Adversity – a condition of misfortune, hardship, difficulty, distress, the suffering of an individual from the conditions that surround them. Man’s ability to weather a storm is well-documented and well enshrined in popular culture; the subject of many a Pulitzer-prize winning novel, or academy award winning movie. Heck, our love for the underdog goes all the way back to the 1600s, when Robert Herrick wrote in Hesperides, “If little labour, little our gains: Man’s fate is according to his pains.”
Human nature loves the feel-good story of the great equalizer of adversity: it pushes people to action, driving them towards better outcomes, and it topples those who we perceive are undeserving of fortune, pulling them down from positions of power. This notion that adversity is inevitable and unbiased in its consequences is one that we hold dear – it provides comfort in knowing that we are at the beck and call of a force that cannot be foreseen or avoided. But adversity is a ‘sometimes’ friend: it is a tornado of chaos that unleashes havoc in time-bound escapades, always hitting someone somewhere, but not everyone everywhere. So where are the narratives about the adverse-less majority, the successful and the saintly, where power and character are not mutually exclusive, nor triggered or supported by the lack of other viable options? These are the individuals who have greater cause for celebration, for they have taken proactive action towards good, as opposed to reactive action towards surviving. Whilst there is no denying that adversity creates a burning platform to reinvent and innovate, there is no greater test of character than to uphold morality and to seek higher levels of benefit for society than when the platform is fire-resistant, with multiple fire extinguishers at your immediate disposal, and a back-up platform down the street just in case this one accidently catches on fire. Adversity provides motivation and an inability to stay stagnant, whereas to maintain character in a position of power requires commitment and a conscious decision to not take the easy way out.
So if that is true, if maintaining your morality is most difficult when you have the resources to cover your tracks and exponential opportunities to be rewarded for bad behaviour, then how do we reinforce and cultivate the right “character” in future generations? And how do we do this in a way that fosters a sense of morality, and ignites a desire to make the right decisions in difficult situations, when the power available to them means they could easily choose a more self-gratifying option and reap the rewards?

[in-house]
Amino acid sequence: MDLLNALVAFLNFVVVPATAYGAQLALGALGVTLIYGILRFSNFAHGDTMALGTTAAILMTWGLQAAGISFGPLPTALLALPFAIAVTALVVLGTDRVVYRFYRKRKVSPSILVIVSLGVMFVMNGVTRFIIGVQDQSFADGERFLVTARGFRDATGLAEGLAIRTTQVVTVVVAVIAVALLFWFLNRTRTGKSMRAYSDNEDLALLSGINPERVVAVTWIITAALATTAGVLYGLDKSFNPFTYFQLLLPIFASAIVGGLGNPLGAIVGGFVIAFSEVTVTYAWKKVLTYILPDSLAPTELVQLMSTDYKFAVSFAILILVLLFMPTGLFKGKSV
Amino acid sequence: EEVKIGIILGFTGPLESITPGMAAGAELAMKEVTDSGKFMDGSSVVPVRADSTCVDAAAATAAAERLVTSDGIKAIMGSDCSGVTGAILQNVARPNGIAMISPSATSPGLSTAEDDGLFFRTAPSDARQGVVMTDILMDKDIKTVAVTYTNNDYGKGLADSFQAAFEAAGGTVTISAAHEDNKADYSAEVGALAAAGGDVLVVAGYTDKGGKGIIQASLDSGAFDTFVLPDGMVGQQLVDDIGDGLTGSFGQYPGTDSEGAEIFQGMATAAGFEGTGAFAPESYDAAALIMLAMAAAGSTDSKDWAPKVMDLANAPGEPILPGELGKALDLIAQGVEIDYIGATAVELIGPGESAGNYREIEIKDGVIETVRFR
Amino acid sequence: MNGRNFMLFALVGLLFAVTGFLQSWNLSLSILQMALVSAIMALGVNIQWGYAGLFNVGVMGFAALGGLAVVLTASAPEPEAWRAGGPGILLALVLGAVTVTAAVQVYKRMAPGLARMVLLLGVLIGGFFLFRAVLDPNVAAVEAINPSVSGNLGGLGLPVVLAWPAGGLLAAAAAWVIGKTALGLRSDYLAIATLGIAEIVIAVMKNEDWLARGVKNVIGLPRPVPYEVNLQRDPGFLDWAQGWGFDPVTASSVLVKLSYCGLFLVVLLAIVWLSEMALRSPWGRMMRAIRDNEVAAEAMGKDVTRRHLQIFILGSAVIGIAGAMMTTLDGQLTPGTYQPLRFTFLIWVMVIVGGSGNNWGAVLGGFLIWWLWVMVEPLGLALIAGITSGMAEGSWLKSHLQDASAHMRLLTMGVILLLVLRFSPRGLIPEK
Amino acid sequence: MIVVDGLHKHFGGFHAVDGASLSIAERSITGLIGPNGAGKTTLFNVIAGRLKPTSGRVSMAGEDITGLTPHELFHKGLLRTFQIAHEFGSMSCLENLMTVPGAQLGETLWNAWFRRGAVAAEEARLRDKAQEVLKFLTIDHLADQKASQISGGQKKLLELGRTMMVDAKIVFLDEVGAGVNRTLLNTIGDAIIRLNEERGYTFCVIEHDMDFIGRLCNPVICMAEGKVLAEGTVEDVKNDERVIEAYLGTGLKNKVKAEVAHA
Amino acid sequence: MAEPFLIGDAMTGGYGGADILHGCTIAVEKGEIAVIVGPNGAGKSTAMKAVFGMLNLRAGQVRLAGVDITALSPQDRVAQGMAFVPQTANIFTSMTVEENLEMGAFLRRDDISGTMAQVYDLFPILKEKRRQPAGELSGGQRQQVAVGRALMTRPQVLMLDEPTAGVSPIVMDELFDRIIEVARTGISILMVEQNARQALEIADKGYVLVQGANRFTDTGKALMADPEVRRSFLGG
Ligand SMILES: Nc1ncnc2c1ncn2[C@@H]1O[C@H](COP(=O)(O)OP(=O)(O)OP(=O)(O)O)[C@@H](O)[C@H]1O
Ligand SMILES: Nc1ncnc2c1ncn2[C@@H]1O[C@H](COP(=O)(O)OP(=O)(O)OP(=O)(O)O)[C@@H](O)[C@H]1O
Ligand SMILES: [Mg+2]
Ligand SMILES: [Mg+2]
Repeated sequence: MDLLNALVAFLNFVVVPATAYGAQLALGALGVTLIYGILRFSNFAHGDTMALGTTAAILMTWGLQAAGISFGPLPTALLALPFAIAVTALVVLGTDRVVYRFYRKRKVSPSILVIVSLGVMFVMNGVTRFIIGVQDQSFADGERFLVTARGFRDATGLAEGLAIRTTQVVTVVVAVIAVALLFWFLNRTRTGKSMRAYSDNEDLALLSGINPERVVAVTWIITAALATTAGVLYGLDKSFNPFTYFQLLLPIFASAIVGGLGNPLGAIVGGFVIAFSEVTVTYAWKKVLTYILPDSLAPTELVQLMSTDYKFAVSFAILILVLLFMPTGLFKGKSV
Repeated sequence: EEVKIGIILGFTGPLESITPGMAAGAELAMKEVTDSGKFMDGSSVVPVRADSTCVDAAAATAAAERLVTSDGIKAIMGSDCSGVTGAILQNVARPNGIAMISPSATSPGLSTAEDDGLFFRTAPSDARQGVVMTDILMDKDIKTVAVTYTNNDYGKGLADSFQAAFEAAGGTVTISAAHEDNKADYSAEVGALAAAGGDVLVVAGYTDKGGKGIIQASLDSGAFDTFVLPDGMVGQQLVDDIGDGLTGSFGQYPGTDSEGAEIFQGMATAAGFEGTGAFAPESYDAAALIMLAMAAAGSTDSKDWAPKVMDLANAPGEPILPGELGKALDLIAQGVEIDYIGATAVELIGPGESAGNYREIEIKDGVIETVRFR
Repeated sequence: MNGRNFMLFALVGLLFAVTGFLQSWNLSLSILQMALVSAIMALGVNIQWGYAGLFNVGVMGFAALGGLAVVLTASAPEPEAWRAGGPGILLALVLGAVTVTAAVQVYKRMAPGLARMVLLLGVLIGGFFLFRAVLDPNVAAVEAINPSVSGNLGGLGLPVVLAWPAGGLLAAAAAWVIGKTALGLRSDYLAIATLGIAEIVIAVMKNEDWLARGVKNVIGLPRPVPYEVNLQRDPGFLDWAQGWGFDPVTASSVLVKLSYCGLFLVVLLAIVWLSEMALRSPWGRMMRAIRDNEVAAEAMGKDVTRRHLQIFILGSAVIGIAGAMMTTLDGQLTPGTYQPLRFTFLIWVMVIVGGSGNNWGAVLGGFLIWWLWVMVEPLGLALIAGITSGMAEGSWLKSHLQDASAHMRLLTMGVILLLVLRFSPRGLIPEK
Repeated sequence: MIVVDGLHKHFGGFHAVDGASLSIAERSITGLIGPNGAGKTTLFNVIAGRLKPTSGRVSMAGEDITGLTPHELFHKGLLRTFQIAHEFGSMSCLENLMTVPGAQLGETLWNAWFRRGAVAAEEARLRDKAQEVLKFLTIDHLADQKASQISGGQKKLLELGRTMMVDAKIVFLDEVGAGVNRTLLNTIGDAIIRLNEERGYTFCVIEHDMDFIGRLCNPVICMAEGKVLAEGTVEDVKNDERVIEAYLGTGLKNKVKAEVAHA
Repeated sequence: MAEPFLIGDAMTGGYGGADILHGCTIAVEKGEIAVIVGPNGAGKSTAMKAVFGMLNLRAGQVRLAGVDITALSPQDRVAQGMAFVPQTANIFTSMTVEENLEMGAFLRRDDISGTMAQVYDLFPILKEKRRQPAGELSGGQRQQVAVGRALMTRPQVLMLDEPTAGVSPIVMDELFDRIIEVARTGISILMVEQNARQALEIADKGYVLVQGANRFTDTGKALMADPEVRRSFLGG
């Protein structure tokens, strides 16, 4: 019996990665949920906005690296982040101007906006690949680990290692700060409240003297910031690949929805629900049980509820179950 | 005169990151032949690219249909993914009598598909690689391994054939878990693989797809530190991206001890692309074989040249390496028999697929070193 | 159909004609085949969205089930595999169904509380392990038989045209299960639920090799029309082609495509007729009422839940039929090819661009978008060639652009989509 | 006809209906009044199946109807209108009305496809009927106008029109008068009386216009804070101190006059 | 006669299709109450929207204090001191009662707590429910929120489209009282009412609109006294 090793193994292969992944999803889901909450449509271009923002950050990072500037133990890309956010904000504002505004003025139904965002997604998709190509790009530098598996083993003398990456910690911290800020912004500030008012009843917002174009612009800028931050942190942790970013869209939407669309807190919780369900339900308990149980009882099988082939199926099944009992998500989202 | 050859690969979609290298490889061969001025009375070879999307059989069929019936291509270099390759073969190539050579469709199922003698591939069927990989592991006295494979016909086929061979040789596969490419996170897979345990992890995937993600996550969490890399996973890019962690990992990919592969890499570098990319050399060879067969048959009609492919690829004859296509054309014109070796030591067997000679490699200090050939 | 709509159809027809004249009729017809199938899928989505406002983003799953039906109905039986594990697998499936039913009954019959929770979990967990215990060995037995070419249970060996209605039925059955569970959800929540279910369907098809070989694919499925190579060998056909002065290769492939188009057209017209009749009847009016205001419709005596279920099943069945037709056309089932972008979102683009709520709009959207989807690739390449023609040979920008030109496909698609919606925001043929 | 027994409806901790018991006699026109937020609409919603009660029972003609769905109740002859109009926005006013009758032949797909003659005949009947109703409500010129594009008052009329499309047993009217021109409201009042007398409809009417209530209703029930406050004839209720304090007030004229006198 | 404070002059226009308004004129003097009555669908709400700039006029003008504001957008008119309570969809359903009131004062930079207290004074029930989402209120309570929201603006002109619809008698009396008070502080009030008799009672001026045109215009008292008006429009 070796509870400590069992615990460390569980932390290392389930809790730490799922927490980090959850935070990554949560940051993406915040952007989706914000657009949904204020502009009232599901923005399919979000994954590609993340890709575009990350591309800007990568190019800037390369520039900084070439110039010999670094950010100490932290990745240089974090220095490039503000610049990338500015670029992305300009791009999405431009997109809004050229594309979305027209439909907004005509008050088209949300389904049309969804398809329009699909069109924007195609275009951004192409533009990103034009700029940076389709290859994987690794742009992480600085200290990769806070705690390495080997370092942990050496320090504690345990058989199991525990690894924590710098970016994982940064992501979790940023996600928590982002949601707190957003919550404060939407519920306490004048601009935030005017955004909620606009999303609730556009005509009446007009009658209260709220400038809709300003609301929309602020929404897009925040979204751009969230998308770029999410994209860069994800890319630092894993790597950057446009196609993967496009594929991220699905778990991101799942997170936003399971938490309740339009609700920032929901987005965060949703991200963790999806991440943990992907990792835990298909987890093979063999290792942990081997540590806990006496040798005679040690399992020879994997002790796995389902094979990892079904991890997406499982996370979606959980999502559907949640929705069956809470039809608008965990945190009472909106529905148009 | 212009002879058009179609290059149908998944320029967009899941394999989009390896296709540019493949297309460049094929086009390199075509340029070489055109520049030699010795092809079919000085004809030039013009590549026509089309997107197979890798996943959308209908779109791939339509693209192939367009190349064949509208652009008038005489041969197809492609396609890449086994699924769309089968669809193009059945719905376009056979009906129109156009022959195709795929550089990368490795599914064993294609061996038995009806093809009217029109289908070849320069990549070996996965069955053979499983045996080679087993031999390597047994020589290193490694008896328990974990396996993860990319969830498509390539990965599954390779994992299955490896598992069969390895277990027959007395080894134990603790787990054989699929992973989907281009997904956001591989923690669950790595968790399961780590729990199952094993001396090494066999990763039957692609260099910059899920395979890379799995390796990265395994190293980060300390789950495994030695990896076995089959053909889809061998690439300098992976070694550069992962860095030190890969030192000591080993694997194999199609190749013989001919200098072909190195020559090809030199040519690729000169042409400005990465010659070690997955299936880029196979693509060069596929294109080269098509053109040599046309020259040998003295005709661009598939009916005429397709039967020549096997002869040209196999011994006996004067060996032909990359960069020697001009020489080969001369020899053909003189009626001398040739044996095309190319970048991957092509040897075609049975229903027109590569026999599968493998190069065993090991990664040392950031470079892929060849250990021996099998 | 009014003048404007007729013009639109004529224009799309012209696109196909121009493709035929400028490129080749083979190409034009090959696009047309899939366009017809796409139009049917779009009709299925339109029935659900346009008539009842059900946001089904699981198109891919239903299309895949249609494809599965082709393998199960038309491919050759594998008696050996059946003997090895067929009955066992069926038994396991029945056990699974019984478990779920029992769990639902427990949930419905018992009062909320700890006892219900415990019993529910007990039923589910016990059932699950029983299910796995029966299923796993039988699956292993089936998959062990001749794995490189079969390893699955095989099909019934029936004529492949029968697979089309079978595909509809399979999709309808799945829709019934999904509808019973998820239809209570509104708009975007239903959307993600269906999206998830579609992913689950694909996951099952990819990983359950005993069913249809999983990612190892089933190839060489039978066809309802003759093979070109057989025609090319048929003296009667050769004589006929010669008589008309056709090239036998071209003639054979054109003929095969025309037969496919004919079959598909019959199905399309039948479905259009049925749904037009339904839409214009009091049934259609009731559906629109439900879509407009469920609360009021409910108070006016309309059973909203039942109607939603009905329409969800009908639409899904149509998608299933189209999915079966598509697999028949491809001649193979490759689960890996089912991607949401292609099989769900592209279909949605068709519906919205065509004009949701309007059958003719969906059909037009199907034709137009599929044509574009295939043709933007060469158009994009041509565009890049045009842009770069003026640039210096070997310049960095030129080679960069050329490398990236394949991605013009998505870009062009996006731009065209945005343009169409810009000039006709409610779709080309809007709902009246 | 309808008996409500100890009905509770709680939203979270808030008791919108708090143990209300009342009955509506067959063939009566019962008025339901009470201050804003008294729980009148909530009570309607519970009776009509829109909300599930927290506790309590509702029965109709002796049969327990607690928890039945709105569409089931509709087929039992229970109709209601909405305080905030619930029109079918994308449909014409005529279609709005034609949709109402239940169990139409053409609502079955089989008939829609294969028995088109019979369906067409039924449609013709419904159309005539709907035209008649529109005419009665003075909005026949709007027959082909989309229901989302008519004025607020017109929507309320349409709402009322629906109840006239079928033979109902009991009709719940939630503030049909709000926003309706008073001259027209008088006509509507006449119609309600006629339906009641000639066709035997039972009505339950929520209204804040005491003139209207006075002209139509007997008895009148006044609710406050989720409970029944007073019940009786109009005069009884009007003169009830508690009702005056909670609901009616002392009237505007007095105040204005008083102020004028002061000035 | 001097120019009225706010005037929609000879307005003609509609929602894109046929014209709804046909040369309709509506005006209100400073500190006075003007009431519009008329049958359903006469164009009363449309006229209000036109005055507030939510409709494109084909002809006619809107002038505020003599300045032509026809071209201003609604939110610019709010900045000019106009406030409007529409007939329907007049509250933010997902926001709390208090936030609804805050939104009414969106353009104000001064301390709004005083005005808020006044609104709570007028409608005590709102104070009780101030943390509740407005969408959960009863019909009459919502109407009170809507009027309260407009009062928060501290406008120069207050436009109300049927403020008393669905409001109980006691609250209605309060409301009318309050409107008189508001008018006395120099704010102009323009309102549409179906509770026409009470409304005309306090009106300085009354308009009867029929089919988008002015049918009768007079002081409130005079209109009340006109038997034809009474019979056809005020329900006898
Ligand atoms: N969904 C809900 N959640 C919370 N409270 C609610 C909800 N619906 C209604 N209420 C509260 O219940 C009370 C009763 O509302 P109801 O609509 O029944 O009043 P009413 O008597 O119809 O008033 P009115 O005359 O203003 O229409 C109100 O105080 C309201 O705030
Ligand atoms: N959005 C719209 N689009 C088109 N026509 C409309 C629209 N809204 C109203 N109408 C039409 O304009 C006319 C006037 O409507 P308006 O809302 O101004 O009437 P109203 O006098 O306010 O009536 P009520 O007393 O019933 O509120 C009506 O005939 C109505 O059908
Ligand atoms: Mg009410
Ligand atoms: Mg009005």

The answer is simple – we must teach them, above all else, compassion. We must teach them the importance of making moral choices. We must foster the development of intrinsic motivations. Whilst this must start in the home, our education systems have an important role to play to both directly and indirectly nurture compassion into our students. We must weave it through the curriculum in the stories we share and the narratives we create, and we must weave it through our teaching practice – the active and deliberate acknowledgement and respect of every child, teacher, parent and leader equally, and the showing and rewarding of compassion in the classroom. We must embed the placing of oneself in another’s shoes from the earliest age possible to make being cognizant of others a default behaviour.
It is not about de-valuing the human spirit and our ability to fight against the odds in times of severe adversity, but the very thing that makes us human and sets us apart from the rest of the life on this earth is our ability to seek and respond to a higher order motivation. This is the need to be fair, to be just, to place others before ourselves and to have conscience, and that is what we need to be celebrating and intentionally building into the fabric of society. Research has shown that the best teachers are those driven by altruistic (a desire to serve and advance society) and intrinsic (a passion for working with children and teaching) motivations, so who better to demonstrate compassion and empathy than those who are so driven by these forces that they chose them as a profession?
 37. De Cooman, R., De Gieter, S., Pepermans, R., Du Bois, C., Caers, R., & Jegers, M. (2007). Graduate teacher motivation for choosing a job in education. International Journal for Educational and Vocational Guidance, 7(2), 123-136.